Posted: July 24, 2015
By: Jeffrey Megargell, HEAG Consultant
While there have been dire warnings in recent years within the higher education community that there will be fewer overall students entering collegiate halls over the next two decades due to lower birth rates, the Bureau of Labor Statistics (BLS) recently released some good news for colleges regarding the number of high school students pursuing some form of post-secondary education.
Bureau of Labor Statistics Report
According to the BLS report, 68.4% of 2014 U.S. high school graduates were enrolled in colleges and universities last fall. This rate reflects an increase over the 2013 graduates, of whom 65.9% entered college—a significant rise of 2.5% year over year.
The 2014 data also shows a continuation of higher rates of college attendance for young women (72.7%) than for young men (64%). Enrollment rates vary widely by race, with Asians highest (86.1%), followed by black (70.9%), white (67.3%), and Hispanic (65.2%) graduates.
National Center for Education Statistics
College enrollment increases over the past few decades can be described in terms of two distinct groups: younger students recently out of high school, and those deciding to go back to school after the age of 25. In recent years, the percentage increase in the number of students age 25 and over who enrolled in degree-granting institutions has been similar to the percentage increase in the number of 18- to 24-year-old students, but the rate of increase is expected to be higher for older students than for younger students in the coming years. Between 2000 and 2012, the enrollment of students under age 25 and the enrollment of those age 25 and over both increased by 35%. From 2012 to 2023, however, the National Center for Education Statistics projects the rate of increase for students under age 25 to be 12%, compared with 20%for students age 25 and over.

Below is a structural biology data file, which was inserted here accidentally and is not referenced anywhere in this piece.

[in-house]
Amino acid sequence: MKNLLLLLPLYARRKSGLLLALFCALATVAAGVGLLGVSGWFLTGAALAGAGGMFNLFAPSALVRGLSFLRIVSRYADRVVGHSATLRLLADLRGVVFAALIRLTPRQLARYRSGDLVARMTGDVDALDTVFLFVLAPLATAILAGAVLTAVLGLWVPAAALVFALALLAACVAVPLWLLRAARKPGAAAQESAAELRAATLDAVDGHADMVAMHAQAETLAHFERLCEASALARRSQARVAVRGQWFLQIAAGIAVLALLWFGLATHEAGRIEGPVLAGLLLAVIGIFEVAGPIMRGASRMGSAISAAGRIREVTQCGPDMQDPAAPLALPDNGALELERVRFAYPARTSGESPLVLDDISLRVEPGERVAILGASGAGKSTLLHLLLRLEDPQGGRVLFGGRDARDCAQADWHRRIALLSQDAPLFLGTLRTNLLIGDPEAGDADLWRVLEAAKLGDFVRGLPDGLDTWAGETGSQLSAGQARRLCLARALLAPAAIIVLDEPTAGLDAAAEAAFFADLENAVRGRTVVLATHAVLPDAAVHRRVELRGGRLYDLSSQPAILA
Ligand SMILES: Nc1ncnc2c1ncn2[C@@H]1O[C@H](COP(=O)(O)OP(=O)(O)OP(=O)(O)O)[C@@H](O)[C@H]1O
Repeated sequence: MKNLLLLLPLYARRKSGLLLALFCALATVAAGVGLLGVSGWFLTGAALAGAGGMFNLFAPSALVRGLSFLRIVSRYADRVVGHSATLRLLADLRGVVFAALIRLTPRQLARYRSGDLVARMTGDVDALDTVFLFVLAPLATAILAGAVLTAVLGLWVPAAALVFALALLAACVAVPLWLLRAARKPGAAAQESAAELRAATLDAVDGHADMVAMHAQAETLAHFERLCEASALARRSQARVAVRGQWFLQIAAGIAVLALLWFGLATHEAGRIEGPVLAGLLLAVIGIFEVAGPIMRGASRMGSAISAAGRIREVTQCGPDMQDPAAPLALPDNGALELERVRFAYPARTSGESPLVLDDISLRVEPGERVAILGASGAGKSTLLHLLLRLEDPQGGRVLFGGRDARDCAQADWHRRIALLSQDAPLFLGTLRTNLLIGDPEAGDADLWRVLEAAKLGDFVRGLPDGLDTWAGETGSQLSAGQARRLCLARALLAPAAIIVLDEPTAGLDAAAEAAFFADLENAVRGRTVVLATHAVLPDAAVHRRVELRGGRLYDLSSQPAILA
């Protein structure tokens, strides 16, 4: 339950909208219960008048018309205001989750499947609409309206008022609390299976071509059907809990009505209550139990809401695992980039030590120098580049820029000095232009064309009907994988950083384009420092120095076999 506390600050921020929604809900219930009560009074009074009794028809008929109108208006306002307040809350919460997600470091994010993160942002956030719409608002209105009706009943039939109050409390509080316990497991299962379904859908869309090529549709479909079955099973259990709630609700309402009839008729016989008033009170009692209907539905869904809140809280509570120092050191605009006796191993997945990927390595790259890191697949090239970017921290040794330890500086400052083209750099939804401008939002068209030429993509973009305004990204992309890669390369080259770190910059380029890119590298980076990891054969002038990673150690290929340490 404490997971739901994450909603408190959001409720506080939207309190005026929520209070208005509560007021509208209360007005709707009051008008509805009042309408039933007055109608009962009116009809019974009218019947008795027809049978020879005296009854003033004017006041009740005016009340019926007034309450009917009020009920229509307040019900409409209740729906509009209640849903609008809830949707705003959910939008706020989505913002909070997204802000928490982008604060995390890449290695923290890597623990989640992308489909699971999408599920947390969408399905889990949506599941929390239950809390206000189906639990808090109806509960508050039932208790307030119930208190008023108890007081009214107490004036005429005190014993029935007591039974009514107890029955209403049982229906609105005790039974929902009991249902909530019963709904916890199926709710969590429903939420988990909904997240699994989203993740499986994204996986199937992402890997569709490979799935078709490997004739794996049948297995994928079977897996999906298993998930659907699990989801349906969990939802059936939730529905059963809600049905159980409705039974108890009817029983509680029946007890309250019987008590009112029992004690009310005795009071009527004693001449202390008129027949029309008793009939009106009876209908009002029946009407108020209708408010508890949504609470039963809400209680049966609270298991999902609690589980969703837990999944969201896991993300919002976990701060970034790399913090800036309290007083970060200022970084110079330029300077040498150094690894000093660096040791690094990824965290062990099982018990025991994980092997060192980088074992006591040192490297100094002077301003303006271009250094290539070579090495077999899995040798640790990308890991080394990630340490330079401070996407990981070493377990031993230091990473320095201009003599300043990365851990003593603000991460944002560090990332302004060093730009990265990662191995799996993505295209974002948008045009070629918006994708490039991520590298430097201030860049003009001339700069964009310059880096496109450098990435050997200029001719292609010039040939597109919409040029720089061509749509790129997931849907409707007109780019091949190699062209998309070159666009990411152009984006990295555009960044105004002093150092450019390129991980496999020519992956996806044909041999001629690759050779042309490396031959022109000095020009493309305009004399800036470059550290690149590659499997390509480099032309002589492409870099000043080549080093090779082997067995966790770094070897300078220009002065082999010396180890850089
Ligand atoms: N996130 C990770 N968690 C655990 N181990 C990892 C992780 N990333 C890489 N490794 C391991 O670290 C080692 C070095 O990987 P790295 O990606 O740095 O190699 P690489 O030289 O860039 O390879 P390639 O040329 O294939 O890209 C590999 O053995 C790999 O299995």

What Does It Mean For Your School?
It is very encouraging that more students are looking to obtain a college degree across all age groups and ethnicities, at least in the short term. While costs at both public and private colleges need to be reined in over time to encourage future enrollment, students are still attending at higher rates than in previous generations. As we enter the second half of this decade and beyond, even if the raw amount of students graduating high school decreases over time, the higher education community should be encouraged by the number of high school students who want to further their education along with adults who may need to go back to school because of career changes or personal growth.
Now is the time to start preparing at your school. Can your current systems and processes handle this expected increase in demand? Are you able to maintain compliance while meeting the new demand? HEAG offers a wide variety of services to help your institution prepare including Business Process Reviews (BPR), Compliance Assessments and VERIFY™, HEAG’s premier remote verification service. Contact us today for more information.